Images of hunters celebrating their trophies often draw widespread support and widespread condemnation – something Tess Talley knows first hand. In 2017, she killed a giraffe in South Africa. In 2018, her photo of the kill
Talley joined “CBS This Morning” Friday to say that she’s “absolutely” still going hunting.
“It’s a hobby, it’s something that I love to do,” she said. Talley said that the controversial kill was part of a conservation hunt, designed to manage the amount of wildlife in a given area.
“I am proud to hunt,” she said. “And I am proud of that giraffe.”
In an interview with CBS News’ Adam Yamaguchi, Talley said that she’s made decorative pillows and a gun case out of the slain giraffe, which she described as “delicious.”
White american savage who is partly a neanderthal comes to Africa and shoot down a very rare black giraffe coutrsey of South Africa stupidity. Her name is Tess Thompson Talley. Please share pic.twitter.com/hSK93DOOaz
— AfricaDigest (@africlandpost) June 16, 2018
“You say it’s about conservation, but the smile […] it seems like there’s a lot of pleasure in it, too, a lot of joy,” said “CBS This Morning” co-host Tony Dokoupil.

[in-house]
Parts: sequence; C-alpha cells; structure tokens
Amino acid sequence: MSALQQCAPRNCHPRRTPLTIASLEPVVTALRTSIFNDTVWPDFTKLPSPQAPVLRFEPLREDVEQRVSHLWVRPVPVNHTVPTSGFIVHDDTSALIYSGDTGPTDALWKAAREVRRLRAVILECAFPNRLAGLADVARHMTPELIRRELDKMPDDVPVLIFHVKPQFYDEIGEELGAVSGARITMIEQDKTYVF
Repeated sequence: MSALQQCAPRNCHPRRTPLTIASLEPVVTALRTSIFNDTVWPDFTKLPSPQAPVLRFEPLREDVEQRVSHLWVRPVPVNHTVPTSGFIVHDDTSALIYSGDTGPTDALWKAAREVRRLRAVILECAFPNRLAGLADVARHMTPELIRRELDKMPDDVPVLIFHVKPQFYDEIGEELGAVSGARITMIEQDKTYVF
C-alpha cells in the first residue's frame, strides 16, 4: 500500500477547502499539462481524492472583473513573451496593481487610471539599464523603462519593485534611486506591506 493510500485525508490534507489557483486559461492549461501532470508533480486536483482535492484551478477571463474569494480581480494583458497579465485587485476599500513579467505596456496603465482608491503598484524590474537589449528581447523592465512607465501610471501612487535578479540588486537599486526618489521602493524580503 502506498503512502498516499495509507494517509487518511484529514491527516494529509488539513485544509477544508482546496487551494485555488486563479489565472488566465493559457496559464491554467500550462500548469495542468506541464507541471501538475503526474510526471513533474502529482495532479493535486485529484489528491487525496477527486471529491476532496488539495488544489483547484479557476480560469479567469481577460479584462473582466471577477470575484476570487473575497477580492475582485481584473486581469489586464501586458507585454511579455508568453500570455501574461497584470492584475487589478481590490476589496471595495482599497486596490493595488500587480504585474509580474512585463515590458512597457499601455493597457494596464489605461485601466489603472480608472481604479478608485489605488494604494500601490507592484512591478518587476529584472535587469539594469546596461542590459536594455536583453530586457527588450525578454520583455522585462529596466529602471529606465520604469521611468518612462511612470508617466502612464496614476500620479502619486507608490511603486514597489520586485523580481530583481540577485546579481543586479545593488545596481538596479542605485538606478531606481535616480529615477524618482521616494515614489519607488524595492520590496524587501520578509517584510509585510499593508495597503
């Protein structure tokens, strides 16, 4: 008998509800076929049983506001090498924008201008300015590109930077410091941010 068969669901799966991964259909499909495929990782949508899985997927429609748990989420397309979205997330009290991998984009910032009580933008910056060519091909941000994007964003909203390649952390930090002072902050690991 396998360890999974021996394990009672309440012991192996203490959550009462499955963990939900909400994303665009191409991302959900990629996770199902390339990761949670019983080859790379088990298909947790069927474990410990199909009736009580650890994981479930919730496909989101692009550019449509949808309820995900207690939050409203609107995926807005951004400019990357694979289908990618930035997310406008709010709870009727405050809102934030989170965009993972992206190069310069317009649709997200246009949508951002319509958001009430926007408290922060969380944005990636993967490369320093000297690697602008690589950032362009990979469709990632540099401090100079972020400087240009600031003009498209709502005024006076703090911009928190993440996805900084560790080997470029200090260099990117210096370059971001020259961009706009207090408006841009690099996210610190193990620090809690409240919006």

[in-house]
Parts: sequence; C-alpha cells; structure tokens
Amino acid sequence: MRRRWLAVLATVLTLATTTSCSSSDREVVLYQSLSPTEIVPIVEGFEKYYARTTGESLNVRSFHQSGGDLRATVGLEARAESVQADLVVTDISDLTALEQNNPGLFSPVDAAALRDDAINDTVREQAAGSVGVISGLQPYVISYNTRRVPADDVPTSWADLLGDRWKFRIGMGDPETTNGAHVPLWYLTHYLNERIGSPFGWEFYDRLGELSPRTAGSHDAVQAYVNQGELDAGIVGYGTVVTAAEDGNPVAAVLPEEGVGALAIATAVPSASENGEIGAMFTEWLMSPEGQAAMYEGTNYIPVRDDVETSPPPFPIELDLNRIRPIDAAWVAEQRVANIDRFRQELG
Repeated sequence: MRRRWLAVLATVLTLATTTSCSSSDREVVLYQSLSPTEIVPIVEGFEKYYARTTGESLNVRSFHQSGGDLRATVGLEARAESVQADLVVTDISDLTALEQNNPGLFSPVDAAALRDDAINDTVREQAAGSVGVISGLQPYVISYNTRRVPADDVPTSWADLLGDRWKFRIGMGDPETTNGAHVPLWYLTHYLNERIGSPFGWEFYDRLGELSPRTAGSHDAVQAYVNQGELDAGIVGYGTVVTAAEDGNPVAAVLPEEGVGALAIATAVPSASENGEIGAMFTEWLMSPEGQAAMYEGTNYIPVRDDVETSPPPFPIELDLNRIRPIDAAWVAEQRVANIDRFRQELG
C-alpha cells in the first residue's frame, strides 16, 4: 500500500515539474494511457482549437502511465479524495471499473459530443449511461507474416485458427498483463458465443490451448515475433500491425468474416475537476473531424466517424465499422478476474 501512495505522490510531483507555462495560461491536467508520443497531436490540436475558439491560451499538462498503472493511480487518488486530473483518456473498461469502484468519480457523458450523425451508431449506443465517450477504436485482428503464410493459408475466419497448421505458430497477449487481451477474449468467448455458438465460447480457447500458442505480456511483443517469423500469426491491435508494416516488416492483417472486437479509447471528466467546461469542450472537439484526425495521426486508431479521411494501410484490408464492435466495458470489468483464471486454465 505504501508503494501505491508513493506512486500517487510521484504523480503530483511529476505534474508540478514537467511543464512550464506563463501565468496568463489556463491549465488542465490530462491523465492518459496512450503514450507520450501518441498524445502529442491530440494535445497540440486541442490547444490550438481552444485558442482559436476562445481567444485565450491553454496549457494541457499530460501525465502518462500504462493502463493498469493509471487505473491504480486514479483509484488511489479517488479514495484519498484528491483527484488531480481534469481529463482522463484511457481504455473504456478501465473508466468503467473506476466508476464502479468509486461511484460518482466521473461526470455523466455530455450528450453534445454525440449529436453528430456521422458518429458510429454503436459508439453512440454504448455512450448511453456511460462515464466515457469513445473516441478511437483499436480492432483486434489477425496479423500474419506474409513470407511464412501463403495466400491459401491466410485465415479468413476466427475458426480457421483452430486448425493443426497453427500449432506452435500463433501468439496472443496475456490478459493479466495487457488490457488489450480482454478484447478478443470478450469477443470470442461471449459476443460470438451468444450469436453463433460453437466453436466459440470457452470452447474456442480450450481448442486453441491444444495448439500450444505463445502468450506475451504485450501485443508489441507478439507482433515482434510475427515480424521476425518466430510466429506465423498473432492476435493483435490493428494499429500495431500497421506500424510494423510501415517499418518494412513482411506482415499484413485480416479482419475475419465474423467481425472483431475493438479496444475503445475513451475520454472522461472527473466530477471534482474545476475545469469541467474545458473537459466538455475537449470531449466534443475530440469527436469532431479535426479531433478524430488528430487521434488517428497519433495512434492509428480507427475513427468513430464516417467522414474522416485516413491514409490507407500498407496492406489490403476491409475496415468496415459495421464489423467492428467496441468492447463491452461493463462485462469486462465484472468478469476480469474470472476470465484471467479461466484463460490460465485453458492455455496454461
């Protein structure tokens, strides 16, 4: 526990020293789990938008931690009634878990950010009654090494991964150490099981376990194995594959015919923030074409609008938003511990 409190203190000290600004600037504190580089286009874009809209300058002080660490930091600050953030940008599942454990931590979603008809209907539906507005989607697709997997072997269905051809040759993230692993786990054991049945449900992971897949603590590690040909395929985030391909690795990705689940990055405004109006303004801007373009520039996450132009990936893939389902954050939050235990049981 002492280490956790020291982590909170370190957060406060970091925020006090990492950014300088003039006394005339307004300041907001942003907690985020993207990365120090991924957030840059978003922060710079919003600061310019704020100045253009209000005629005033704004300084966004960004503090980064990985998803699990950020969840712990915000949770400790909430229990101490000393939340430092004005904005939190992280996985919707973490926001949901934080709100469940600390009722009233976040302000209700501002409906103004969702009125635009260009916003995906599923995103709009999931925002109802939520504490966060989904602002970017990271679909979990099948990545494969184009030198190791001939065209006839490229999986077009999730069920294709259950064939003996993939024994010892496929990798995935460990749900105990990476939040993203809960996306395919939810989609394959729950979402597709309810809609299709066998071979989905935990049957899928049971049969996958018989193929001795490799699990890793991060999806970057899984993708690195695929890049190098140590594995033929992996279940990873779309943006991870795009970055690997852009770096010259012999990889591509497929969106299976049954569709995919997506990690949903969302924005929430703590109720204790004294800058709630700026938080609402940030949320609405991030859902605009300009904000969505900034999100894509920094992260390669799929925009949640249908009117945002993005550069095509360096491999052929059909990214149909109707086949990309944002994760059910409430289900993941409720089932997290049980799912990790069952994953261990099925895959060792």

“You do what you love to do. It’s joy,” she responded. “If you don’t love what you do, you’re not gonna continue to do it.”
“If there’s remorse, why do it?” asked “CBS This Morning Saturday” co-host Dana Jacobson.
“Everybody thinks that the easiest part is pulling the trigger. And it’s not,” she said. “That’s the hardest part. But you gain so much respect, and so much appreciation for that animal because you know what that animal is going through. They are put here for us. We harvest them, we eat them.”
When asked why, if she cared about conservation above all else, she wouldn’t just donate the money she’d spend on a hunt to non-lethal conservation efforts, Talley said that she “would rather do what I love to do, rather than just give a lump sum of cash somewhere and not know particularly where that is going.”
“The money from conservation hunting, as you describe it, is a paltry sum compared to wildlife tourism,” Dokoupil pointed out. “So the argument isn’t the strongest. You say joy, you say you enjoy it — that I understand. The conservation part doesn’t add up for me.”
“It’s tough. It’s a science. It’s really hard. I’m not a conservationist, I’m a hunter,” she said. “So I do my part.”
“If you knew it didn’t lead to c
onservation, would you still do it?” he asked.
“Just knock down animals just to be knocking them down, and it not helping anything?” she responded. “No.”
When asked about the “glee” she appeared to take in killing the giraffe on social media, Talley said that “the pictures are a tradition that hunters have done long before social media. When social media came around, that’s when there was an issue.”
She added that she was “surprised” by the “crazy” backlash, which involved people showing up at her job, and calling her employer to try and get her fired.
But she said she’s “absolutely” still hunting.